For everyone trying to say that the phrase "five 'til nine" is invalid, it isn't. It's a very commonly used format for time, and it's a shortened way of saying something to the ilk of "five [minutes remain] until [it is] nine [o'clock]." Granted, the format of "five to nine" is certainly more common, globally speaking. But just because one way of saying is less common than another way doesn't mean that it's wrong. And for everyone else who's trying to say that "five to nine" is invalid, it isn't. It's a very commonly used format for time, and it's a shortened way of saying something to the ilk of "[There are] five [more minutes on the way] to nine [o'clock]."


Aug 1, 2016 - "Es ist fünf vor neun." = "Es (it) ist (is) fünf (five) vor (before) neun (nine)." = It is five (minutes) before nine. English speakers in my area (Seattle) are more likely to say It is five TO nine.

Since the analog clocks have been falling out of use, so have the terms used to describe the analog clock face. In digital, " It is five before/to nine." = 8:55.


Is "bis" typically used in this situation?


It seems like "bis" would indicate a full time frame ie "5:00 till 9:00", while this means "5 minutes before 9:00". I answered "It is 8:55" and was marked correct.


Shouldn't it be "5 until 9"


It's a time reference, 8:55. I would say that as "(it's) five to nine".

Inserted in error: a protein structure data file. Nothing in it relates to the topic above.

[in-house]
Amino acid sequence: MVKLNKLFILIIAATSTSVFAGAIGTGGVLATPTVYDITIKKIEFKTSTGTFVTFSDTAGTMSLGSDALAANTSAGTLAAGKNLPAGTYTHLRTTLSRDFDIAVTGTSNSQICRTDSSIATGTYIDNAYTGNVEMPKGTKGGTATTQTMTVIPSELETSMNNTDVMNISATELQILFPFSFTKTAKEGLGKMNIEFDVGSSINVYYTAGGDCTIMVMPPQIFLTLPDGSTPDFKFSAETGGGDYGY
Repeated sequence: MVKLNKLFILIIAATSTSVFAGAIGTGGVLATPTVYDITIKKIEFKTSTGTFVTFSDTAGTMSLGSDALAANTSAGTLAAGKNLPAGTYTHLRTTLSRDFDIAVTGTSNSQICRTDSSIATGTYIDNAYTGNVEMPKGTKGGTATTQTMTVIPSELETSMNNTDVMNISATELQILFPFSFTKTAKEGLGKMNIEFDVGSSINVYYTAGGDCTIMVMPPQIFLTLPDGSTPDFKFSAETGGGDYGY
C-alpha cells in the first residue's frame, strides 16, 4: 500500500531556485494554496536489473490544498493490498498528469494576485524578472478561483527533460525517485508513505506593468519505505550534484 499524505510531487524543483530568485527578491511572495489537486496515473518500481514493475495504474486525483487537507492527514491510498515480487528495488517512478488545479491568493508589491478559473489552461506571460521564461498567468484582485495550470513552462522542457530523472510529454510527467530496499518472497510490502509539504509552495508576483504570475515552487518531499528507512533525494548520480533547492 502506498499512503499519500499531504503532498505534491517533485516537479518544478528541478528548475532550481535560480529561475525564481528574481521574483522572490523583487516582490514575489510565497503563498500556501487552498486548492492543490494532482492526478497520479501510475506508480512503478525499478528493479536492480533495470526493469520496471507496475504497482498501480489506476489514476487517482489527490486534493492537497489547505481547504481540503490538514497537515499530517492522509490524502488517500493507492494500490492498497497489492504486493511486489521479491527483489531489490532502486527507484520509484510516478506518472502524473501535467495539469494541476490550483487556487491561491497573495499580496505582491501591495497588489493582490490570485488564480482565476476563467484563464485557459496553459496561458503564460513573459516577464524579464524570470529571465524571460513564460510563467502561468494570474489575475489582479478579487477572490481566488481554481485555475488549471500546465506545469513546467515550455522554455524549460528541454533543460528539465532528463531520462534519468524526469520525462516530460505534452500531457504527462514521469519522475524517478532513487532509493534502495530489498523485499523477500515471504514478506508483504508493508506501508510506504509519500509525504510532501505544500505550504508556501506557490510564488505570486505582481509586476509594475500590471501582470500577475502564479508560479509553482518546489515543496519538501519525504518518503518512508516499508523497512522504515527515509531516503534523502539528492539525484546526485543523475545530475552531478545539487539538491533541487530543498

What is the word for from? Isnt that vor? Or is that vom


I put it's 5 to 9 and it was not accepted. How daft!


"Five of nine" and "five to nine" (and also "five 'til nine" and "five before nine") all mean exactly the same thing: five minutes until the hour of nine o'clock.


The next thing I tried was "It is five minutes before nine o'clock." That was also rejected! I guess it was too formal, LOL. I do occasionally use that wording with my students when they are being particularly dense. There is absolutely no way to misunderstand it.


flagging because I say it's "five of nine" when it is 8:55, not "five before nine"


Is the "neun" here in the accusative or dative case?


Does anyone know how it is really the structure of the sentence talking about time in English. Im not a native English speaker and i never heard talking about this kind of possibly in time , like 04:51 !!


so i wrote "it is *:55" and it was marked correct! :) lol


Another Correct answer is: It is 5 before 9. Like 5 minutes before 9 o'clock. It's similar in German to what is used in Czech by the way.


Does this mean" it is five minutes to nine O'clock?" Quite confusing expression.


Yes, it is about time. And please check the comments before posting as this has been discussed here countless times.


Well more like it is 5 minutes left before it's 9 o'clock.


Is it correct to say Es ist fünf nach neun?


I'm not sure, but i think "nach" means "to", more like "after" not "before"..


Why, it is five to nine


Mainly for an experiment, it translated it as "five of nine" which is perfectly correct idiomatic American english. This should be considered correct but it wasn't. FAIL


Wellll.... The goal, actually, is to translate the given German sentence into English. In your translation, you failed to translate "Es ist" and only translated part of the sentence, so of course it was marked wrong! I commented on here that "It is 5 of 9" is not accepted either, which it should be as it is actually a complete translation. I don't know if "It is five of nine" would work either, but both should.


Of course I translated the "es ist", but that's not the part of the sentence we're discussing. That wasn't the issue.